Teeth implants, dental bridges, and partial dentures are all effective options for replacing single teeth. However, an implant is the closest thing to a natural tooth and is therefore the preferred method of tooth replacement. Its titanium post stimulates the jaw bone like a natural root would, and its crown looks and functions like your natural teeth.
Traditional dental bridges are also non-removable tooth replacements. The teeth adjacent to the missing tooth are trimmed down so that crowns can be affixed to them. These crowns are attached to and support the false teeth needed to bridge the gap. This option presents potential complications, as these can be quite difficult to clean and may lead to an increased risk of decay and disease. Furthermore, traditional dental bridges need to be replaced every seven to ten years on average.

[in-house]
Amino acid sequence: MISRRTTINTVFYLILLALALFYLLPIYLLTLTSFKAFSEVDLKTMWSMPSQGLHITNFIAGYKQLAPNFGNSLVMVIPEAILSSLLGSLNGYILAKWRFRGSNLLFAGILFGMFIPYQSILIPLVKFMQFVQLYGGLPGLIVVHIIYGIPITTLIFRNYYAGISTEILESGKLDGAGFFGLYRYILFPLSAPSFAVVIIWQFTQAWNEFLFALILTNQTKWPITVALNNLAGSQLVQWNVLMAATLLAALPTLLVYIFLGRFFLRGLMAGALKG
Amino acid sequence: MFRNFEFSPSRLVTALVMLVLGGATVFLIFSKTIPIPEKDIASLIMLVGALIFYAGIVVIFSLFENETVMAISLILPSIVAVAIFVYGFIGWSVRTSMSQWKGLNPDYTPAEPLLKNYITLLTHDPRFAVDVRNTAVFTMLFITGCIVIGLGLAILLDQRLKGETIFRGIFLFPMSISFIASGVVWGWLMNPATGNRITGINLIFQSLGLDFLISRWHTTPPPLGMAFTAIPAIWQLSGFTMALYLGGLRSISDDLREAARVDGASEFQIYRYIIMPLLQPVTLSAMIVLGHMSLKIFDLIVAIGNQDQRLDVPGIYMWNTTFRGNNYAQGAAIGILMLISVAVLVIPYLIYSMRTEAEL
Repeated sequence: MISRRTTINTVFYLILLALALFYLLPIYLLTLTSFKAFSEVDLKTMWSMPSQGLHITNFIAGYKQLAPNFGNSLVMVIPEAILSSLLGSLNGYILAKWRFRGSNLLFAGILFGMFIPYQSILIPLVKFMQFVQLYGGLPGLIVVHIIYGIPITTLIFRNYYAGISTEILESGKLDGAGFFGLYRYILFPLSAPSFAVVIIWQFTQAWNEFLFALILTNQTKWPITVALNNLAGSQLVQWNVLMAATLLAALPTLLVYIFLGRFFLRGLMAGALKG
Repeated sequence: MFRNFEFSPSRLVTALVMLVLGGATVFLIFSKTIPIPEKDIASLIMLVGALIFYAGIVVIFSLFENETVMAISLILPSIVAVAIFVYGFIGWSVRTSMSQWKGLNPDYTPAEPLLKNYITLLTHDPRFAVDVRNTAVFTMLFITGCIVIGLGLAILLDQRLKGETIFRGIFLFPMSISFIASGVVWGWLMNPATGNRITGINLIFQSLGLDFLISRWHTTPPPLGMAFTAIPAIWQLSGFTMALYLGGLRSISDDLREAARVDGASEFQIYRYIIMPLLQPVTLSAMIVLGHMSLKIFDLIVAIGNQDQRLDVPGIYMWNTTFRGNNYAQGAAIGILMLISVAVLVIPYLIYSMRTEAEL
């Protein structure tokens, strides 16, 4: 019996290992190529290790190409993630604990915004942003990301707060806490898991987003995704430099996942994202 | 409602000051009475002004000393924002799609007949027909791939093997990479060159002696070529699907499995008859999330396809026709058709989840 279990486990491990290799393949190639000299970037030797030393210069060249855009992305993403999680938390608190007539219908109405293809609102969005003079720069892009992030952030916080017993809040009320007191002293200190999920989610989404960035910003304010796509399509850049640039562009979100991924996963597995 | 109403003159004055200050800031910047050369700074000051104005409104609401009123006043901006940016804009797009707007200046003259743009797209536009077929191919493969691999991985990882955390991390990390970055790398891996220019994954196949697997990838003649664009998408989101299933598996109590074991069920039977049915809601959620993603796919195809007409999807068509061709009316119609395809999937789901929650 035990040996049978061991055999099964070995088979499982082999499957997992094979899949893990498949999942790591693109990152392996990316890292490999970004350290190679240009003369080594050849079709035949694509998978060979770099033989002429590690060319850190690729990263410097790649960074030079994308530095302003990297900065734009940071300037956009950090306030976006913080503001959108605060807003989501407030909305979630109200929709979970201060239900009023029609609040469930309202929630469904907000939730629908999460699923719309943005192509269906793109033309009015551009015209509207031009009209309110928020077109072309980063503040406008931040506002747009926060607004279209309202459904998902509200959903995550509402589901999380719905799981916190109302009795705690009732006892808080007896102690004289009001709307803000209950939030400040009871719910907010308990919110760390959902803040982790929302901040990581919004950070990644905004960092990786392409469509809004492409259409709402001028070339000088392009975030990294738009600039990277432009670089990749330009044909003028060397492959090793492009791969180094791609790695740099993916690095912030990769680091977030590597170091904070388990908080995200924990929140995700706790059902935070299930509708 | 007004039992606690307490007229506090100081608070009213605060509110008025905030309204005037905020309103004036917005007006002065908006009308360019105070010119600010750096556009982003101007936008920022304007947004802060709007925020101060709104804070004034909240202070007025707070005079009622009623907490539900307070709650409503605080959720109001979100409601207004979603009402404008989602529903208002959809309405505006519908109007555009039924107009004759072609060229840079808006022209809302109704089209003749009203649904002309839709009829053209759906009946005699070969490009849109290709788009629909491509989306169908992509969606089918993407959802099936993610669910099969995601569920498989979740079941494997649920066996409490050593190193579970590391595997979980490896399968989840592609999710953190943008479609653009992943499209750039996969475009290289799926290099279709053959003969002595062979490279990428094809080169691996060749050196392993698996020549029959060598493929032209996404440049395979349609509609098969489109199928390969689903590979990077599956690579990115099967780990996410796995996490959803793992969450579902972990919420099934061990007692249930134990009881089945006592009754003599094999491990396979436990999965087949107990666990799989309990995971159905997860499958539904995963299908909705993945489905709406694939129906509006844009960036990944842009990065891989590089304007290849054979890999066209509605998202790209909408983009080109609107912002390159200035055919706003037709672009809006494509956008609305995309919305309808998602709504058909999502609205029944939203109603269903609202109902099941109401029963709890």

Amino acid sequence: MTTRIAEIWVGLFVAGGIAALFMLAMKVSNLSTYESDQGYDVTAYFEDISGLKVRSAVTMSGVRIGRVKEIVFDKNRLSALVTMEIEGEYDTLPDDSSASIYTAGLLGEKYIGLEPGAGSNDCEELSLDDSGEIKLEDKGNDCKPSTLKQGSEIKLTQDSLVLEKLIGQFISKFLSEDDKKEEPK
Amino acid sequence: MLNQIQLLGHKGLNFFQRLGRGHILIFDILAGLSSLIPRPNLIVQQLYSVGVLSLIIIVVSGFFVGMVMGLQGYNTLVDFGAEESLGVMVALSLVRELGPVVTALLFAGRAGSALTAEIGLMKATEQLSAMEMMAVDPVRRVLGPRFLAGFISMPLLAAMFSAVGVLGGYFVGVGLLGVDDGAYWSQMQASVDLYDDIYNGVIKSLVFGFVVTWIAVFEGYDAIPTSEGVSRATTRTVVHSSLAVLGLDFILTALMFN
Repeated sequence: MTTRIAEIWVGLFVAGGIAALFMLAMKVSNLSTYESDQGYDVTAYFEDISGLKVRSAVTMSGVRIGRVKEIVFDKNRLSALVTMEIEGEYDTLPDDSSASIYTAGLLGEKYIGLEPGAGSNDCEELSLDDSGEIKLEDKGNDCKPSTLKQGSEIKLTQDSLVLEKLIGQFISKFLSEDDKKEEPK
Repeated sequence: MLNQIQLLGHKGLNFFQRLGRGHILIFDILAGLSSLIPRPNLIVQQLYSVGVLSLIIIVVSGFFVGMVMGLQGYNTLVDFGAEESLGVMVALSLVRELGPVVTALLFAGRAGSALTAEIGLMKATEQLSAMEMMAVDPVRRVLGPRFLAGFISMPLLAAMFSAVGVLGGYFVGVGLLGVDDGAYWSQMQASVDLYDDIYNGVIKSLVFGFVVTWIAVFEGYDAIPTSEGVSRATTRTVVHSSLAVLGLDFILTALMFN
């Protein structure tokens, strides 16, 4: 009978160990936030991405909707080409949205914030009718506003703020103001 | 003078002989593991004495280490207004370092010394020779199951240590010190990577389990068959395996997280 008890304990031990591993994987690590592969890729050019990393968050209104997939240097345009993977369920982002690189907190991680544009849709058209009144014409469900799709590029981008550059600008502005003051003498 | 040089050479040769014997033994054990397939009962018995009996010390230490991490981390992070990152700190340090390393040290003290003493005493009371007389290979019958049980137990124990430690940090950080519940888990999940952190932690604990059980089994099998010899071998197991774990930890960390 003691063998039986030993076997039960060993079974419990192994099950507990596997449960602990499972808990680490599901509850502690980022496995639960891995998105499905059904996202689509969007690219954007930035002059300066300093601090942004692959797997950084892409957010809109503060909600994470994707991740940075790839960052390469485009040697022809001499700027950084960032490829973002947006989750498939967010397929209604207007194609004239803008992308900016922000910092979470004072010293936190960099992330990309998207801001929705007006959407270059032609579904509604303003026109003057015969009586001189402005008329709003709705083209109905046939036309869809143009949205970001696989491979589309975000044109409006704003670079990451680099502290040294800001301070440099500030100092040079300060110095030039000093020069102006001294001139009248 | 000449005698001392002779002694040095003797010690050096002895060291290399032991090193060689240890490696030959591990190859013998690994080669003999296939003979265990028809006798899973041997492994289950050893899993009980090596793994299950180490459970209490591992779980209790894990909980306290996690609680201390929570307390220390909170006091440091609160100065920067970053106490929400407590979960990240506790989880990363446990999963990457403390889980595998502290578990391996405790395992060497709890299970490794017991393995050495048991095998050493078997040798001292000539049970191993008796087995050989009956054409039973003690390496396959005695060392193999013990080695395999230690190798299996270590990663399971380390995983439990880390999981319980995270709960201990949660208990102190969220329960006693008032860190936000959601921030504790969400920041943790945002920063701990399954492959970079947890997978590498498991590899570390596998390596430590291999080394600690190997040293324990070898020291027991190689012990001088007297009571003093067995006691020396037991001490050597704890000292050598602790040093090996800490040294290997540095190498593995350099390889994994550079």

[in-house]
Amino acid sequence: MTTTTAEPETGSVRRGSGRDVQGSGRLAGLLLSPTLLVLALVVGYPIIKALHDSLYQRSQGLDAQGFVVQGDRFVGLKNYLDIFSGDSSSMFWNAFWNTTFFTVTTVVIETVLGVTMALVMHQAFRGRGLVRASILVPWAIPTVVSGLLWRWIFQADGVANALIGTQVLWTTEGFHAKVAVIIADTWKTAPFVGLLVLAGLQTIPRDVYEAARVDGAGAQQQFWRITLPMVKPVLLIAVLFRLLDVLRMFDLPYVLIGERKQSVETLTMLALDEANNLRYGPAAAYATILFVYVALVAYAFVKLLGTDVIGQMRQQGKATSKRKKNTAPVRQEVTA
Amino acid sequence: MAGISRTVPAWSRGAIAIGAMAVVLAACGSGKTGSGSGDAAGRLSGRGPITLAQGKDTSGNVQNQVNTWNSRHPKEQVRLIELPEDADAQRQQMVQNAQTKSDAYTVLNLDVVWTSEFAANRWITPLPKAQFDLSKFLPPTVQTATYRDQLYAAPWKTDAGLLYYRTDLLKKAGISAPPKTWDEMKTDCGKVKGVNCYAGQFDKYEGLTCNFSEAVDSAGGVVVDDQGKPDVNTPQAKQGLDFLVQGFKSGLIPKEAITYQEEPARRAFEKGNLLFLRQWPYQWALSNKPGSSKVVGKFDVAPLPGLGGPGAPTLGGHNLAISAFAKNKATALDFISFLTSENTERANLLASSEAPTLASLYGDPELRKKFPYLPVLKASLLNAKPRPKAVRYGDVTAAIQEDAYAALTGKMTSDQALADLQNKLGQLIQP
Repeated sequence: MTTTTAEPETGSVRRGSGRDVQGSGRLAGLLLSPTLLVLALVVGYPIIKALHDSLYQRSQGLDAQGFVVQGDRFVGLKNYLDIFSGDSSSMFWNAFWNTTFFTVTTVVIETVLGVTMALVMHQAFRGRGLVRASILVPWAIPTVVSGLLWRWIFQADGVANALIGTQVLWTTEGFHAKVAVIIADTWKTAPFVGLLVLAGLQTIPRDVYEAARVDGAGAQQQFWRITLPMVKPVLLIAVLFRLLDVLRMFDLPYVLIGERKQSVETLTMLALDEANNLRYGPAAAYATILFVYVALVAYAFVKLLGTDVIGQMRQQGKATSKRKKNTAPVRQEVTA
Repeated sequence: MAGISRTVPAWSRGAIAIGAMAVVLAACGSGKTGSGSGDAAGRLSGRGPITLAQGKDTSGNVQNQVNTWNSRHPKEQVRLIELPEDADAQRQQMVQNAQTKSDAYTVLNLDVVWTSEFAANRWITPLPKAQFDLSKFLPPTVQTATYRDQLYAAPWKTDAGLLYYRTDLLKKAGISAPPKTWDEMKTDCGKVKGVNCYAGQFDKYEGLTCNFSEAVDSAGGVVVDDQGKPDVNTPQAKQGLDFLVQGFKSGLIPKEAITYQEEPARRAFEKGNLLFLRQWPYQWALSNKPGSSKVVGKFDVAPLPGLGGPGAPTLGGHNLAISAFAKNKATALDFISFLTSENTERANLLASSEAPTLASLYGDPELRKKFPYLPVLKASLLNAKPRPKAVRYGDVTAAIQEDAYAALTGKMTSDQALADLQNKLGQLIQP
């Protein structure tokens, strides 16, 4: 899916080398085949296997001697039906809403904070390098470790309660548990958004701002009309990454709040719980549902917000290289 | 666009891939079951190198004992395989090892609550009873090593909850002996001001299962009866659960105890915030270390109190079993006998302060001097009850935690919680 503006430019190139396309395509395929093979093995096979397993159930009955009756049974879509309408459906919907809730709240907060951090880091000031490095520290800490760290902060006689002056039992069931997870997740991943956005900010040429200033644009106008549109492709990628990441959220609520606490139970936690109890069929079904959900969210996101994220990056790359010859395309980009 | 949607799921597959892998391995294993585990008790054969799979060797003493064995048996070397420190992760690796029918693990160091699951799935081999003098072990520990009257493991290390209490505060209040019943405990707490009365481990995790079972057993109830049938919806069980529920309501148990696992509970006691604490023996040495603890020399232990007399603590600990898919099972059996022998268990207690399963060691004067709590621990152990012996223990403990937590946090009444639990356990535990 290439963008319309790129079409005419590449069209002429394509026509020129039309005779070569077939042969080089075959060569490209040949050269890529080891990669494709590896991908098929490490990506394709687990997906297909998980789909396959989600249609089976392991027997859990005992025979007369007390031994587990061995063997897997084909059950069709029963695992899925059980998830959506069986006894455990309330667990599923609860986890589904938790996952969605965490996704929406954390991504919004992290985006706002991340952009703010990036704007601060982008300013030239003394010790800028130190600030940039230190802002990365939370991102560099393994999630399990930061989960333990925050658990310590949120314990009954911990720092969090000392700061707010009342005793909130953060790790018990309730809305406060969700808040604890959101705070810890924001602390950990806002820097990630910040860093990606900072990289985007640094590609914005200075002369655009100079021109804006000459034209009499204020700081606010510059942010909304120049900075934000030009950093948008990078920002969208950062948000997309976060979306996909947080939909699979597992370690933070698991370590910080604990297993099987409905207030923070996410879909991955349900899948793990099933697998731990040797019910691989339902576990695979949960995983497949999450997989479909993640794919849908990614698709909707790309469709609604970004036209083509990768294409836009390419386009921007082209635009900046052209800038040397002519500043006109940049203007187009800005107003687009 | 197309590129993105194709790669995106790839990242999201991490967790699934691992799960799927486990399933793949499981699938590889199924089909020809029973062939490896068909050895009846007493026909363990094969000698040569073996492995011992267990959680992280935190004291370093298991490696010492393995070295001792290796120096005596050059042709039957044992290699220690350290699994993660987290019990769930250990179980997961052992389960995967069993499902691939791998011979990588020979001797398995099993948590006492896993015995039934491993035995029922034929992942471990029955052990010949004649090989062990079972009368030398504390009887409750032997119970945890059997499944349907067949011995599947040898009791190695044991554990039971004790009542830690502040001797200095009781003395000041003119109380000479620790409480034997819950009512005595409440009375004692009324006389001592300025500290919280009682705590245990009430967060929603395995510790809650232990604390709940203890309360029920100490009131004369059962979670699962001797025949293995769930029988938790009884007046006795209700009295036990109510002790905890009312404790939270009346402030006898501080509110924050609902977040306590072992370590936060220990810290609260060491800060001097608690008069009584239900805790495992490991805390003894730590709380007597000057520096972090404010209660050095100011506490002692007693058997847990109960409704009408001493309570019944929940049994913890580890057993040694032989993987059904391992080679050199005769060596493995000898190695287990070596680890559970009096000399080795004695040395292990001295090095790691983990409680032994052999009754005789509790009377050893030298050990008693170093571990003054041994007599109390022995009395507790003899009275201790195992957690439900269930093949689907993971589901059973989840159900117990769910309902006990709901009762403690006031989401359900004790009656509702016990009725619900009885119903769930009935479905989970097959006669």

Replacing Multiple Teeth
Partial dentures can also be used to replace a single tooth. A partial denture is a plastic base with a false tooth attached to it. Because it is removable, it requires more maintenance than dental implants, and sometimes poses difficulty when eating or speaking. It too will need to be replaced every five to seven years.
Besides individual teeth implants, multiple missing teeth can be effectively replaced using bridges anchored by implants when two or more consecutive teeth are missing. This method is superior to traditional dental bridges because it does not require any natural teeth to be ground down and because the dental implants keep the jaw bone from receding. Implant supported dentures are the ideal way to replace an entire arch of missing teeth. The patient is still able to remove the denture for cleaning; however, the denture is far more stable and secure when attached to dental implants compared with its traditional counterpart.